5. Oct 28, 2008

### bernhard.rothenstein

I think that a look at
Abraham A Ungar
"Formalism to deal with Reichenbach's special theory of relativity"
Foundation of Physics 21 691 1991
could be of help.

6. Oct 28, 2008

### rbj

i thought the answer to that (we've had a few "Why Light" threads with the same sorta question) is that it is in the nature of space and time (not particularly of light or of E&M) that all of these instantaneous fundamental interactions; gravitation, E&M, or nuclear, that all of these interactions propagate through space and time at this same finite speed which is, as we measure it with our meter sticks and clocks, c. since light is just the E&M interaction, it propagates at c, just as gravitational disturbances do. but baseball moving at v0 are not the same as any of these four fundamental interactions.

7. Oct 28, 2008

### Legion81

I am not too familiar with the "Lorentz invariant", so I will have to do some reading on that... sounds kind of important. I'll look up "Formalism to deal with Reichenbach's special theory of relativity" as well. Thanks.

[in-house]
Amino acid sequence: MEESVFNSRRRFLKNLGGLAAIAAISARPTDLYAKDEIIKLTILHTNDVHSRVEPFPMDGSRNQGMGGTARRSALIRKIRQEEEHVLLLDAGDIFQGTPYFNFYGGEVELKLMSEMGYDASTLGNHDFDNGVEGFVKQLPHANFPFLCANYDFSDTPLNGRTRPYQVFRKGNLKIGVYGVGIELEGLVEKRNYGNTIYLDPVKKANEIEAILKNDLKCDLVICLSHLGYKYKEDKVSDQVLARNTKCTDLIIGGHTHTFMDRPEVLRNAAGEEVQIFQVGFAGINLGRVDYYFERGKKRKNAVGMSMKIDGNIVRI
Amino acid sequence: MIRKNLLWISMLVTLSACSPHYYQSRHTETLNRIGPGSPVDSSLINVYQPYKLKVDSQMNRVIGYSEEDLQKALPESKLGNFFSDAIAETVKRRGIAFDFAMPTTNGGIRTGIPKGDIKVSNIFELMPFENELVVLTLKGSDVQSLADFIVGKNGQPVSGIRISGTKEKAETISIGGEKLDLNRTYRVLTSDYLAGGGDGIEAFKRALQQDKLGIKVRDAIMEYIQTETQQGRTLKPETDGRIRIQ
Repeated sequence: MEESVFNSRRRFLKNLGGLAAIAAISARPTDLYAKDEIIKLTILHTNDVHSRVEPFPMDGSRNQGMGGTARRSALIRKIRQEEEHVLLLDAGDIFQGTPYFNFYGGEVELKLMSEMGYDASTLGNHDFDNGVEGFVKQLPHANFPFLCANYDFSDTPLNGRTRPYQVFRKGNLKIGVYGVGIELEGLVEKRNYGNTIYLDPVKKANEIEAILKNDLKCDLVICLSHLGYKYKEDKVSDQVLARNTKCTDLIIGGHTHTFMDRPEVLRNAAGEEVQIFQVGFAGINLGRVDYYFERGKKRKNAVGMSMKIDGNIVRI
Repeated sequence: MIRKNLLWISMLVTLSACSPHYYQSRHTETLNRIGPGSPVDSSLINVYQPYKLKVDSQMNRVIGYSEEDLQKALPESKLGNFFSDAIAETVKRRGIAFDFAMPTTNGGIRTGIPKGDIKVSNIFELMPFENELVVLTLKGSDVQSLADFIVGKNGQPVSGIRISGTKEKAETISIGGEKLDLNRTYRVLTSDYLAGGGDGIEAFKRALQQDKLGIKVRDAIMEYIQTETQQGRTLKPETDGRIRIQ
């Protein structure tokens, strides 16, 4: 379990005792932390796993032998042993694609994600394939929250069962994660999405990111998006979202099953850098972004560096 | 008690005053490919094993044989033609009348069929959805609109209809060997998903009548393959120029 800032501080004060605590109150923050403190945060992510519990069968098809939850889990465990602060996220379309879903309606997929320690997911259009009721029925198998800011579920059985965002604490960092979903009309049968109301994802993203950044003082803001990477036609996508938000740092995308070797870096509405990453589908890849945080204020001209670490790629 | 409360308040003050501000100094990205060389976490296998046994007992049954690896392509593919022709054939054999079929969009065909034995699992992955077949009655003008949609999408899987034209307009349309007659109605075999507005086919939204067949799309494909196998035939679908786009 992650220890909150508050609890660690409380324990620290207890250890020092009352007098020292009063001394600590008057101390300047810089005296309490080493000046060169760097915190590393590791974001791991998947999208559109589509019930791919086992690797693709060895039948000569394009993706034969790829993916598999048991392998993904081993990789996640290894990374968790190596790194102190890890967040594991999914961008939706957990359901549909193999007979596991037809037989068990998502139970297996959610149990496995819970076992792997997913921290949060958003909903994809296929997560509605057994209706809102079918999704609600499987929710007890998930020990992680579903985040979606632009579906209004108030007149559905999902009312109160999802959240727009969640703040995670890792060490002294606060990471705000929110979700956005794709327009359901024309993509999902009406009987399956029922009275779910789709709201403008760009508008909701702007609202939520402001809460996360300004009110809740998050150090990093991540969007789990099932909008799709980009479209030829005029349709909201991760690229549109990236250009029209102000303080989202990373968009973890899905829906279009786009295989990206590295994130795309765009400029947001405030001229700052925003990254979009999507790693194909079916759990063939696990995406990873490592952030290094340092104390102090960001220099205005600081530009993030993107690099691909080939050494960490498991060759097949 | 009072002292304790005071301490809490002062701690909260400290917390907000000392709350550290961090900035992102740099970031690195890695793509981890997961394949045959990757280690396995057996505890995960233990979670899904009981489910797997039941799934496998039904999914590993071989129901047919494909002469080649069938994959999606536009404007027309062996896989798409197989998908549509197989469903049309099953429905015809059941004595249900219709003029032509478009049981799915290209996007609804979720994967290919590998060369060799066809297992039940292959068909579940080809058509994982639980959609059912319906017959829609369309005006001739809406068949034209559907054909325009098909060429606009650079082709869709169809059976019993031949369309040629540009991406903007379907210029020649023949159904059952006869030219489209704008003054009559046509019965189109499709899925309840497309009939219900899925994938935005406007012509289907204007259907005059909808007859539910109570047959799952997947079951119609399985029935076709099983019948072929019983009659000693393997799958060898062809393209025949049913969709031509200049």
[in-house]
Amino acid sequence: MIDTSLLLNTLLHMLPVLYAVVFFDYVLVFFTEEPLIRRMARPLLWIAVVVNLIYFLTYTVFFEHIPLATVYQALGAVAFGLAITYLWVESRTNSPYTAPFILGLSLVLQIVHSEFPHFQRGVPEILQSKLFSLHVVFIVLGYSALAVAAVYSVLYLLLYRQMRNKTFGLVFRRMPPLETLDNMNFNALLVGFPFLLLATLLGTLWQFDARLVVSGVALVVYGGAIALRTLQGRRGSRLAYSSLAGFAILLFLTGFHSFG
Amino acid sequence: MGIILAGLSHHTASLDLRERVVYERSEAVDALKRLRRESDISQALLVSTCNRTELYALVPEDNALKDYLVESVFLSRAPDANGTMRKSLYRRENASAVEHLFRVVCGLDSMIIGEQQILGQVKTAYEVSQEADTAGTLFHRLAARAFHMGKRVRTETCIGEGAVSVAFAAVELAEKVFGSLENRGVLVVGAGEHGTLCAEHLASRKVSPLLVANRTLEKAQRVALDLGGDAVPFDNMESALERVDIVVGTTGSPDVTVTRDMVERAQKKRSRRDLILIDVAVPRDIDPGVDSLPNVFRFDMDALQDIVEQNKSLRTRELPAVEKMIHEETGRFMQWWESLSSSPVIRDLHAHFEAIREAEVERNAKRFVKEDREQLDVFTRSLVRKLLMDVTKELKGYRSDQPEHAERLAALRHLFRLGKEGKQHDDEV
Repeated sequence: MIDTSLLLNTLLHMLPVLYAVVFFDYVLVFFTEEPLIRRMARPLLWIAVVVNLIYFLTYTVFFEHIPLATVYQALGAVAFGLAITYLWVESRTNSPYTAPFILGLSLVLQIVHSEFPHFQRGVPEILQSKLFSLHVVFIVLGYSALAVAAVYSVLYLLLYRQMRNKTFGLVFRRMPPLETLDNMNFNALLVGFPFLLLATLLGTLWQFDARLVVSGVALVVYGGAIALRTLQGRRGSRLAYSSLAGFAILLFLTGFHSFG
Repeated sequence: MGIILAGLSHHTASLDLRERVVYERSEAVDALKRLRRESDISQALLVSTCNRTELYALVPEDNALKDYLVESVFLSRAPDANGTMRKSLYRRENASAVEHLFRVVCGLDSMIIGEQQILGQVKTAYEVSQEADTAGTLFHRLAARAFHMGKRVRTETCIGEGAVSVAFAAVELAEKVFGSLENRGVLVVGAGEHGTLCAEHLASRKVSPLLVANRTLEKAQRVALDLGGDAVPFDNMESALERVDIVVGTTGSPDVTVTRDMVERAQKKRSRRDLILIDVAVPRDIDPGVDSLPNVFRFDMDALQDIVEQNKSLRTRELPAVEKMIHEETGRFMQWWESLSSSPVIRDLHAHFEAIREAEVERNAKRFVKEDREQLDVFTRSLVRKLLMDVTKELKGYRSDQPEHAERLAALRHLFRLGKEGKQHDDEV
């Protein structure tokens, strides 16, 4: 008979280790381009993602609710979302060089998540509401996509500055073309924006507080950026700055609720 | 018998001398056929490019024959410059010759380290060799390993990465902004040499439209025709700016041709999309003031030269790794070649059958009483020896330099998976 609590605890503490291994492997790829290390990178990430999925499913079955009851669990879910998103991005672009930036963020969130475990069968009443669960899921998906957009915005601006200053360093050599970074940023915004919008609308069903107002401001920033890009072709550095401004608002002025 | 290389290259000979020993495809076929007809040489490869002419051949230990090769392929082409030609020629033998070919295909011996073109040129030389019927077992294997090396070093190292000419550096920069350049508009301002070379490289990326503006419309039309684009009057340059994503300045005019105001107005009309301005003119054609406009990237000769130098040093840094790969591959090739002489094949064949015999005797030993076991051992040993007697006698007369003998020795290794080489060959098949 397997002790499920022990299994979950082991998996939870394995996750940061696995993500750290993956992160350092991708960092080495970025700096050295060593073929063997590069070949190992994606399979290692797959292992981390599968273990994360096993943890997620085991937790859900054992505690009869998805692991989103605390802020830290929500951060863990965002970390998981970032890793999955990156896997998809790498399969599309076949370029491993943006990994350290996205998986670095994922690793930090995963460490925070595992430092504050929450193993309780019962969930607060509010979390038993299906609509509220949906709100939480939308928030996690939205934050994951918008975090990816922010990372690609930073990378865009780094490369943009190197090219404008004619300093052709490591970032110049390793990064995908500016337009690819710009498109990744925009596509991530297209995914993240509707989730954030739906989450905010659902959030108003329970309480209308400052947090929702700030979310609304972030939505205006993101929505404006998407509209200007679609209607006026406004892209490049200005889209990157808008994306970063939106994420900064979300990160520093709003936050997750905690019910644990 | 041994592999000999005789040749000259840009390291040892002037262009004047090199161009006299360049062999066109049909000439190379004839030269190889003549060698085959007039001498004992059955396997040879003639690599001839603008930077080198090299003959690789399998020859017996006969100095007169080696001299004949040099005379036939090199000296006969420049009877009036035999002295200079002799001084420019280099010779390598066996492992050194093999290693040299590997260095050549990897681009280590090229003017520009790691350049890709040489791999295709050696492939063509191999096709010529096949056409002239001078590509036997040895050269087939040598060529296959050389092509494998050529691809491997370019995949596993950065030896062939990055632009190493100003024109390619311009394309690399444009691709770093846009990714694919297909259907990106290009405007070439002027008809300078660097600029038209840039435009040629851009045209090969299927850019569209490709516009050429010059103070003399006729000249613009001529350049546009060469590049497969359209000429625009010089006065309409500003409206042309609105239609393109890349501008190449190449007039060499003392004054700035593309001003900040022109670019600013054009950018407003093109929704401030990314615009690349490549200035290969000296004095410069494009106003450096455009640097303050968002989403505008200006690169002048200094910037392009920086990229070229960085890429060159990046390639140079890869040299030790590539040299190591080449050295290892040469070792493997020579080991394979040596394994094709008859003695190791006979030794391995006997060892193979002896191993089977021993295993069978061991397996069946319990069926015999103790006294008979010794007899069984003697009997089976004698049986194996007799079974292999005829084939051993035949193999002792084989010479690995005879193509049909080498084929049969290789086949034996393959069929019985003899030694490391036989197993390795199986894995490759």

8. Oct 29, 2008

### JesseM

Are you familiar with the Lorentz transformation? That's the coordinate transformation that Einstein derives in the 1905 paper. It says that if you have two inertial coordinate systems, one using coordinates (x,y,z,t) and the other using coordinates (x',y',z',t'), and the second coordinate system is moving at speed v along the x-axis of the first (with the spatial origins of each system coinciding at t=t'=0), then if you know the x,y,z,t coordinates of some event as measured in the first coordinate system, the x',y',z',t' coordinates of the same event as measured in the second coordinate system would be:

x'=gamma*(x - v*t)
y'=y
z'=z
t'=gamma*(t - vx/c^2)

with gamma = 1/squareroot(1 - v^2/c^2)

So to say the laws of physics are "Lorentz-invariant" means that if you write the equations representing the laws of physics the first coordinate system, the perform this transformation on the equations, the equations come out unchanged. Something I wrote about this a while ago in post #16 of this thread:

9. Nov 17, 2008

### karanmohan